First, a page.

Even relatively mild injuries to the brain have the unfortunate potential to be painful and slow-healing. People develop concussion damage many different ways, but all involve some blunt force trauma to the head. The resulting issues and side effects can severely limit your activities, and possibly interfere with your everyday life. While only time can heal a concussion, physical therapy can help you manage and treat the unpleasant side effects.
Why Concussions Are So Serious
A concussion is a type of mild brain injury. A sudden smack on the head from a blunt object, falling, or colliding with something or someone causes your brain to bash back and forth against the inside of your skull. Since your brain is made of soft, squishy tissue, this can cause a lot of damage.
The brain is an extremely sensitive tool. Any change in the position or health of the cells in brain tissue can dramatically alter how your brain is able to process information, and even function. A concussion causes some mild stretching and compression in these sensitive tissues—but even a mild injury is enough to scramble and challenge many of your physical and mental functions until you heal.
Persistent headaches, dizziness, confusion about your surroundings, and nausea are all common symptoms shortly after a concussion. Some people may temporarily lose consciousness and struggle with memory loss as well. Over time, other symptoms typically appear and disrupt your daily activities. Dizziness, loss of balance, fatigue, slowed reactions, trouble concentrating, and sensitivity to light and sound are all common and make life and mobility difficult. Some people develop depression, irritability, anxiety, and other mental health issues as well.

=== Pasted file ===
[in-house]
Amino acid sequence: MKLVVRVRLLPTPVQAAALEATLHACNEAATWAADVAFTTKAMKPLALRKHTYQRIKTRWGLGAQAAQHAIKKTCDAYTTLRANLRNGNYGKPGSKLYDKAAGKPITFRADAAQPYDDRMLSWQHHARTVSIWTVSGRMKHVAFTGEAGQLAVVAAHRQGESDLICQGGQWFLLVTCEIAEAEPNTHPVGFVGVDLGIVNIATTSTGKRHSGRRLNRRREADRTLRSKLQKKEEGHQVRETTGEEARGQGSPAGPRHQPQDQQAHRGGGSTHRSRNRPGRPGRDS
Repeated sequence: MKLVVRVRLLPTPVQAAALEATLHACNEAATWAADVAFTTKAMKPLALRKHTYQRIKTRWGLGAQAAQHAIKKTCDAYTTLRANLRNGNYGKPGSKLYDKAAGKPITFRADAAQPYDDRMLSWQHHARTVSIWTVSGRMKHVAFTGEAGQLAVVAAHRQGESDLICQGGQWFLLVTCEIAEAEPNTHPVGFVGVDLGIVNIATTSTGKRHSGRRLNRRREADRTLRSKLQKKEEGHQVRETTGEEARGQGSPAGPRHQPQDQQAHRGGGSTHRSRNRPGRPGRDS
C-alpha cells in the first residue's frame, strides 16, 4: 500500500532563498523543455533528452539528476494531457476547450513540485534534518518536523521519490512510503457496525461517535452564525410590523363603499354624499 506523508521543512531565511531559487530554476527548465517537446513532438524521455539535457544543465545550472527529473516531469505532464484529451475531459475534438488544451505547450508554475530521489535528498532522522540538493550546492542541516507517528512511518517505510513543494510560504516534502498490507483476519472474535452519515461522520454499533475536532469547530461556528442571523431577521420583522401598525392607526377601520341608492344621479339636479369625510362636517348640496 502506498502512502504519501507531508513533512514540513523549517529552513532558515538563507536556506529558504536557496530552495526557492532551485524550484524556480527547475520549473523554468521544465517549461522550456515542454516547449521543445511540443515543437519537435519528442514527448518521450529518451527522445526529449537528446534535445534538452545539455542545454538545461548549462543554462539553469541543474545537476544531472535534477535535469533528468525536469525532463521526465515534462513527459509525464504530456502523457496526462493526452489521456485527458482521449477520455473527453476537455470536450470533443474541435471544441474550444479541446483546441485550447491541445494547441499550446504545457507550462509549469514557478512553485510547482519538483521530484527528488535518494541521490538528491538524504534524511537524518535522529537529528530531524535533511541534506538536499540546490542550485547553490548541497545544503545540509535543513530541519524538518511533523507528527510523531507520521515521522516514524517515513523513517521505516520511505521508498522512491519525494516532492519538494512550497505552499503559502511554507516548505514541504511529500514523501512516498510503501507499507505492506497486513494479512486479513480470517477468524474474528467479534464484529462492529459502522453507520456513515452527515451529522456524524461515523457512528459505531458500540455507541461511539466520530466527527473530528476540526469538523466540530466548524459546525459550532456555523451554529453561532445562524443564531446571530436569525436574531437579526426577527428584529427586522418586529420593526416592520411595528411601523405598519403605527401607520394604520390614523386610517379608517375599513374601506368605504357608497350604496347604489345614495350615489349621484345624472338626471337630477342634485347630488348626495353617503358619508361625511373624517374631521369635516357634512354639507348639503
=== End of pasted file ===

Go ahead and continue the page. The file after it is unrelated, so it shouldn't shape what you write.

The Path to Concussion Recovery
Recovering from concussions takes time, and depends on how serious the original injury was. There are actually three “grades” of concussion damage. A grade one is a minor head condition. You never lose consciousness and symptoms of confusion or trouble understanding largely clear up in about 15 minutes. A grade two concussion is more serious. You don’t lose consciousness, but you have temporary memory problems and lots of trouble focusing that lasts longer than 15 minutes. A grade three injury is the most severe. You do lose consciousness for a short amount of time, and have significant trouble with ordinary mental and physical functions.
Whether you had a grade one or a grade three injury, you’ll have to stop all strenuous activities to allow your brain to heal. Immediately after the damage to your head, you’ll need emergency care to make sure you don’t have severe trauma, like bleeding in the brain. After that, your path to recovery involves “powering down.” Too much mental or physical activity as the brain heals itself can actually impair your recovery process. This will mean resting a lot and avoiding activities that could shake your head or exacerbate your symptoms.
How Physical Therapy Can Help You
This doesn’t mean you’re on bed rest, of course. However, you may still need help managing your symptoms and accommodating your concussion side effects, which is where physical therapy comes into play. Trouble balancing and dizziness, headaches, muscle control, and coordination can all be improved with physical therapy. Experts like Dr. Jennifer Molner can help you establish routines and exercises to re-train your balance and improve your coordination. This can help improve your gait and mobility. Massages, stretches, and strengthening practices in your neck and shoulders can alleviate some headache pain. If you’re an athlete, physical therapy will also help you recondition yourself to handle your return to sports after a head injury.
Exactly what physical therapy you’ll need to help you manage and treat your concussion side effects will depend on your unique circumstances. Our teams at Castle Pines Physical Therapy and Cherry Creek Physical Therapy in Denver, CO will be happy to help you figure out exactly what you need to improve balance and other symptoms. Make an appointment at either of our offices online, or contact us by phone at (303) 805-5156.